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Integrated Design: Tools and Methods Education Program

Center for Integrated Design

Integrated Design: Tools and Methods Course

Professional Education

The University of Washington’s Integrated Design Lab (UW IDL) and Solarc Energy Group in partnership with Seattle City Light developed Integrated Design: Tools and Methods, a four-session series providing technical training on high performance design analysis. Intended for practitioners who understand high performance building concepts, the course focuses on applying quantitative assessment to meet energy performance goals. Participants learn metrics to assess design, common analysis tools, and techniques to model and interpret results.

Integrated Design: Tools and Methods complements the AIA Getting to Zero series, and provides commonly available design tools including Revit, EQuest, DIVA for Rhino and custom Excel spreadsheets for participants to learn and apply. AIA Continuing Education Credit is available to participants.

The pilot course includes the following parts:

Session 1. A Critical Path for Integrated Design
Critical principles and processes for integrating design and high performance analytics, introducing the qualitative and quantitative approaches critical to achieving high-performance designs.

Session 2. Energy Modeling to Support Integrated Design 
Addressing energy loads in an integrated design context by defining multiple levels and types of loads, outlining how to reduce and craft loads, and demonstrating how modeling can be used as a tool for analysis and high performance design.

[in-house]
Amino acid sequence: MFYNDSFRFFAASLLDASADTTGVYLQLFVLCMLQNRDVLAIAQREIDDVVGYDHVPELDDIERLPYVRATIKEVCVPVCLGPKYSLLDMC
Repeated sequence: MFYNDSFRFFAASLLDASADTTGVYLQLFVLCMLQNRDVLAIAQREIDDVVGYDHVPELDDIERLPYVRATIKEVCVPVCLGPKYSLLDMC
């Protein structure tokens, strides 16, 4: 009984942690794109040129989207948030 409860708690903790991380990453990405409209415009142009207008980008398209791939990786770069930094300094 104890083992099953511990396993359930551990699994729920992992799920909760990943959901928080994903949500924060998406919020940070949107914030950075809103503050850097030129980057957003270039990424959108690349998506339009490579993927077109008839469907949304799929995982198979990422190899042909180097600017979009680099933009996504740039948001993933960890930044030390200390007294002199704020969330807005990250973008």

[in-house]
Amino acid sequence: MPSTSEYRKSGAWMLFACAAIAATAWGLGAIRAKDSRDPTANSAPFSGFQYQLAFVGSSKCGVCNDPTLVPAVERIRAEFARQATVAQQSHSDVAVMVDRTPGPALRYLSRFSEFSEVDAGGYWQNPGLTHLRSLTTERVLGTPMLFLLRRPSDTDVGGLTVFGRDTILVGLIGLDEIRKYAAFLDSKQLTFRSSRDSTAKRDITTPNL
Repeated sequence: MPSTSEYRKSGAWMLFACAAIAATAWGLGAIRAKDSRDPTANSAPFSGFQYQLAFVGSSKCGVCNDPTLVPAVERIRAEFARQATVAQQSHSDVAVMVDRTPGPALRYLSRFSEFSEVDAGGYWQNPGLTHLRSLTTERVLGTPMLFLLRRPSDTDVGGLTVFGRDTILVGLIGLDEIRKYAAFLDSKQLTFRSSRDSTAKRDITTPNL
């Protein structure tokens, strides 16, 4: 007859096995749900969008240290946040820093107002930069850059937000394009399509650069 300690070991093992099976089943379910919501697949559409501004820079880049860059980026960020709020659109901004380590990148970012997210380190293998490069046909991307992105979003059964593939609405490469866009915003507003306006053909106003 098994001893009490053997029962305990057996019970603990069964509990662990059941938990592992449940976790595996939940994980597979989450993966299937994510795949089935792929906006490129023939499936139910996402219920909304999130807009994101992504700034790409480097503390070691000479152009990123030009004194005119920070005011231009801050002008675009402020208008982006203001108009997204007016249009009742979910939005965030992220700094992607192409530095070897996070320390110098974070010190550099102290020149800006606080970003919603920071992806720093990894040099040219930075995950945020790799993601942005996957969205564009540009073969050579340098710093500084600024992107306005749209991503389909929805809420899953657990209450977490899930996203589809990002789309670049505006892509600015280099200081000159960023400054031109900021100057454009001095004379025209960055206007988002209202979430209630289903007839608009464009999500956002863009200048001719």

Session 3. Daylighting and Electric Lighting 
The role of daylighting strategies in integrated design, such as programming daylight for visual tasks, analyzing and interpreting daylight potential using software tools, comparative analysis of daylight and shading systems, and calculating energy savings potential.

Session 4. Passive Systems and Renewables
Load thresholds and utilizing passive systems such as natural ventilation, passive cooling, and radiant heating and cooling. Participants will learn how to calculate efficiencies based on rules-of-thumb and climate conditions including defining load thresholds, target EUI based on generation capacity, sizing PV systems, including formal and informal calculation methods.

For more information of future roll-outs of this course, contact Heather Burpee at burpeeh@uw.edu or 206.616.6566.

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